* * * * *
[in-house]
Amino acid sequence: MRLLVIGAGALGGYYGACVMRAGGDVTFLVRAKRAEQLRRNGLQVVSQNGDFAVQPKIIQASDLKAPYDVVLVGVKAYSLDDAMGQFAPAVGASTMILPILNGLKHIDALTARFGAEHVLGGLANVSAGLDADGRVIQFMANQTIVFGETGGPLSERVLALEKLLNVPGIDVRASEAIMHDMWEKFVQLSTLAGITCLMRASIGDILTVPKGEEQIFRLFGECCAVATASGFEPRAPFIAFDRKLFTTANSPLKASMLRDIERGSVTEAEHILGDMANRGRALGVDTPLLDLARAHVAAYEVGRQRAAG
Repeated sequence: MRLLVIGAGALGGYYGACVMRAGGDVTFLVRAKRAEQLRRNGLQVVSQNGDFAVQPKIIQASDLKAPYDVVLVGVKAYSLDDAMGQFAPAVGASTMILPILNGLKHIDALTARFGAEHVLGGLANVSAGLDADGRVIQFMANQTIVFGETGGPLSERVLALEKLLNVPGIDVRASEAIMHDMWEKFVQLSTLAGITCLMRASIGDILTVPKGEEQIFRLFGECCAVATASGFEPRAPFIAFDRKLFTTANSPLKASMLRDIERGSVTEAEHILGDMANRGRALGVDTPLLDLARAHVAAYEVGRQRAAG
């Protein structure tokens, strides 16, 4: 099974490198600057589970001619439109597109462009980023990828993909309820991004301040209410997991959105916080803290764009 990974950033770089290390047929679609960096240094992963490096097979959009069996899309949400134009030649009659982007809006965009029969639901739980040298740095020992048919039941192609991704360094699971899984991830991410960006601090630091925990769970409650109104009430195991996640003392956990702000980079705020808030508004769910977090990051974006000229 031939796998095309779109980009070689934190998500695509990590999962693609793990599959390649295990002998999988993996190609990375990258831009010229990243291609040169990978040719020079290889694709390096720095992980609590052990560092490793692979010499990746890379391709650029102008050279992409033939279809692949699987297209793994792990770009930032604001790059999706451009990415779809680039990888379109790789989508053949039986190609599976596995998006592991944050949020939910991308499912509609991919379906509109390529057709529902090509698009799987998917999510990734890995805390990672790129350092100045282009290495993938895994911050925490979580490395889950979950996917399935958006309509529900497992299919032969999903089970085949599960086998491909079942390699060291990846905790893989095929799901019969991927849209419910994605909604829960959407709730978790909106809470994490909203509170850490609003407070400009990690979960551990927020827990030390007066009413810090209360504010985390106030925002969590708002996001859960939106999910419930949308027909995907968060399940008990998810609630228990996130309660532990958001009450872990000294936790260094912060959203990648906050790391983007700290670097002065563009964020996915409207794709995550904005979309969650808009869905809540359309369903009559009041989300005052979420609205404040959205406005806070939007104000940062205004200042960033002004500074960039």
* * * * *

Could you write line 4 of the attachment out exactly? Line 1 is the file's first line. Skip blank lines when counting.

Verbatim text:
């Protein structure tokens, strides 16, 4: 099974490198600057589970001619439109597109462009980023990828993909309820991004301040209410997991959105916080803290764009 990974950033770089290390047929679609960096240094992963490096097979959009069996899309949400134009030649009659982007809006965009029969639901739980040298740095020992048919039941192609991704360094699971899984991830991410960006601090630091925990769970409650109104009430195991996640003392956990702000980079705020808030508004769910977090990051974006000229 031939796998095309779109980009070689934190998500695509990590999962693609793990599959390649295990002998999988993996190609990375990258831009010229990243291609040169990978040719020079290889694709390096720095992980609590052990560092490793692979010499990746890379391709650029102008050279992409033939279809692949699987297209793994792990770009930032604001790059999706451009990415779809680039990888379109790789989508053949039986190609599976596995998006592991944050949020939910991308499912509609991919379906509109390529057709529902090509698009799987998917999510990734890995805390990672790129350092100045282009290495993938895994911050925490979580490395889950979950996917399935958006309509529900497992299919032969999903089970085949599960086998491909079942390699060291990846905790893989095929799901019969991927849209419910994605909604829960959407709730978790909106809470994490909203509170850490609003407070400009990690979960551990927020827990030390007066009413810090209360504010985390106030925002969590708002996001859960939106999910419930949308027909995907968060399940008990998810609630228990996130309660532990958001009450872990000294936790260094912060959203990648906050790391983007700290670097002065563009964020996915409207794709995550904005979309969650808009869905809540359309369903009559009041989300005052979420609205404040959205406005806070939007104000940062205004200042960033002004500074960039």